"Fixed and mobile cameras have been established in various parts of the holy sites to monitor the movement of pilgrims in order for the security forces to intervene whenever required,” the Supreme Hajj Committee said in a report cited by the Arab News on Monday, August 31.
It said a number of “experimental” buildings have been constructed near the holy sites in Makkah to accommodate more pilgrims.
"These buildings, with a capacity of 25,000 pilgrims, were constructed with the objective of accommodating more pilgrims in the holy site of Mina.”
The Jamrat Bridge has also been equipped with state-of-the-art technology to help authorities intervene in case of any deadly stampedes during the stoning ritual.
In 2006, 364 people were killed in a stampede at the entrance of the Jamarat Bridge.
Saudi authorities have also installed a new advanced fire-fighting system to extinguish possible fire during the peak days of the soul-searching journey.
The system includes powerful water pumps operated by electricity and diesel, which can pump 1,500 gallons of water per minute.
Nearly three million Muslims pour into Makkah every year from around the world to perform hajj.
One of the five pillars of Islam, hajj consists of several ceremonies, which are meant to symbolize the essential concepts of the Islamic faith, and to commemorate the trials of Prophet Abraham and his family.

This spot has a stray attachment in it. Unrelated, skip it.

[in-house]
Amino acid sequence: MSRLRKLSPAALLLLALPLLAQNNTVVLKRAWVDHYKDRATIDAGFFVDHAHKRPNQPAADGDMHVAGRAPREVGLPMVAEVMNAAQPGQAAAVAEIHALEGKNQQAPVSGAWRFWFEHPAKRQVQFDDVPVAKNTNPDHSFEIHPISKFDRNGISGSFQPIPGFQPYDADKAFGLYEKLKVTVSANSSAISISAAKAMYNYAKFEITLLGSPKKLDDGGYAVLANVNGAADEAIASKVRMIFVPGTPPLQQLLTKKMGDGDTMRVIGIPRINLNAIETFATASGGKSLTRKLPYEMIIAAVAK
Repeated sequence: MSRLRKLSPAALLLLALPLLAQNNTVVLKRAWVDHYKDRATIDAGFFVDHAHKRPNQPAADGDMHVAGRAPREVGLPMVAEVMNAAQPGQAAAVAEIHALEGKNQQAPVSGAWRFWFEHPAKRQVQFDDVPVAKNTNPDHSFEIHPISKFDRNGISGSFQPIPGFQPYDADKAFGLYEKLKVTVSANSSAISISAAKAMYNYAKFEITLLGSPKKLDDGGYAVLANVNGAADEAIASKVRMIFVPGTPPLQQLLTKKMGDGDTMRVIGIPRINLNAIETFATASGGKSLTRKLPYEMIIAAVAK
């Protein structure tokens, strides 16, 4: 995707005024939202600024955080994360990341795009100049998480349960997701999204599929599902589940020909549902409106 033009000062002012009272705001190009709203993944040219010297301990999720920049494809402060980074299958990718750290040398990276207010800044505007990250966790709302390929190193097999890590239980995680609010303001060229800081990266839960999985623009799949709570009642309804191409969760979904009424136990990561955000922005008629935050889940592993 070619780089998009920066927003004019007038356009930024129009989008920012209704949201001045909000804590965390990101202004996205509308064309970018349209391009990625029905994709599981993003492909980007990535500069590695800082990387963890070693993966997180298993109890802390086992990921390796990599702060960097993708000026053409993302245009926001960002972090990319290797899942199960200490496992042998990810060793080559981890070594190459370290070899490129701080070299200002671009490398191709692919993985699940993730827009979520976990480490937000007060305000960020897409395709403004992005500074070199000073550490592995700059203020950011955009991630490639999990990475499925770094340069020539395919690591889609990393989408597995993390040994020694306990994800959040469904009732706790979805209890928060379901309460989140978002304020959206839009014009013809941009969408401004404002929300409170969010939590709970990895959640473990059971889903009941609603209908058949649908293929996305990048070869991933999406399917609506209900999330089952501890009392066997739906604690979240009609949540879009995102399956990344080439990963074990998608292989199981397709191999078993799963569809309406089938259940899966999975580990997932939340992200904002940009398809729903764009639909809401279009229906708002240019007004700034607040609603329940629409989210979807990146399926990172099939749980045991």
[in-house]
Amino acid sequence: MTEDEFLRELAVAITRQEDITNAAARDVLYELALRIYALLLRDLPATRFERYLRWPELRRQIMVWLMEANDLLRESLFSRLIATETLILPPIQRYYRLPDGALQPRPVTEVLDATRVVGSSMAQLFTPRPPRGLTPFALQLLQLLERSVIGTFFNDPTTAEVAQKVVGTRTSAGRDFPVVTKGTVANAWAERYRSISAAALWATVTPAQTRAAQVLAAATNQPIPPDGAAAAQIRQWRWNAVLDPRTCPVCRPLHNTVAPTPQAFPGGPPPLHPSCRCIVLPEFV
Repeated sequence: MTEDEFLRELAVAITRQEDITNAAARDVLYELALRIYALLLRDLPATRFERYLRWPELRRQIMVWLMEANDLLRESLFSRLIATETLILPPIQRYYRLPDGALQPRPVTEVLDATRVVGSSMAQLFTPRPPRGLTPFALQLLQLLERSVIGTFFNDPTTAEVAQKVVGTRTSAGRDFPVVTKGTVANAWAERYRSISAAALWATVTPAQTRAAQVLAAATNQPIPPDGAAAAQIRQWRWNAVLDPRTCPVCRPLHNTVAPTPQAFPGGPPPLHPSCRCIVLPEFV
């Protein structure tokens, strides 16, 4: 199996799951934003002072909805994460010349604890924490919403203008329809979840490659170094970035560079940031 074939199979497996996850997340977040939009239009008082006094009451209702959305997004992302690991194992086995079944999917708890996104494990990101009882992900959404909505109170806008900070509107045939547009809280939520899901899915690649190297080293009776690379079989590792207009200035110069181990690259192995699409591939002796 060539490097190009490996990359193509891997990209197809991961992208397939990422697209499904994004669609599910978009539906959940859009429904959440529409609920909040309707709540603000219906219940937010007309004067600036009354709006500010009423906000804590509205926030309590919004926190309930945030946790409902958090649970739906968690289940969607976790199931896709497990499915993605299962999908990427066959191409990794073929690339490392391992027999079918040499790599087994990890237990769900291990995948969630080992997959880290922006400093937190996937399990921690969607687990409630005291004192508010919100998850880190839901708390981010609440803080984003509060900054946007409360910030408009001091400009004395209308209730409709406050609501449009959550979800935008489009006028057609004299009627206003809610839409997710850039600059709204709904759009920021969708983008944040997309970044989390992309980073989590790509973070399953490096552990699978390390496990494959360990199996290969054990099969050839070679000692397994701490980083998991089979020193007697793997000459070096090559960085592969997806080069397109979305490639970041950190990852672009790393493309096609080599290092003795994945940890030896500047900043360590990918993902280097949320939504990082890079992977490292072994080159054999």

Every able-bodied adult Muslim — who can financially afford the trip — must perform hajj once in their lifetime.
Saudi authorities are also carrying out a multi-billion project to link the holy sites by monorail, a single rail serving as the track for a wheeled or levitating vehicle.
"Work on the project began in Muharram (December 2008) and will be ready for use to 35 percent of its capacity during the Hajj season of 1431 HA, (2010),” the Supreme Hajj Committee said.
The SR6.5 billion project, which will link Makkah with the holy sites of Mina, `Arafat and Muzdalifah, will be operational with full capacity in 2011.
The monorail will pass by three stations in Arafat, Muzdalifah and Mina.
The last station in Mina will be on the fourth flour of the Jamrat Bridge.
The monorail will help transport at least 500,000 pilgrims within six to eight hours, in addition to ending traffic congestion in Makkah during hajj.
"The monorail project will help withdraw about 53,000 buses and other vehicles being used by pilgrims coming by land from within the Kingdom and neighboring GCC countries,” the report said, referring to the Gulf Cooperation Council.
Studies are also underway to extend the monorail to a station close to the Grand Mosque in Makkah in order to link it with the Haramain Railway that connects the two holy cities of Makkah and Madinah.
"The monorail will be distinguished for its speed as well as closeness to the pedestrians."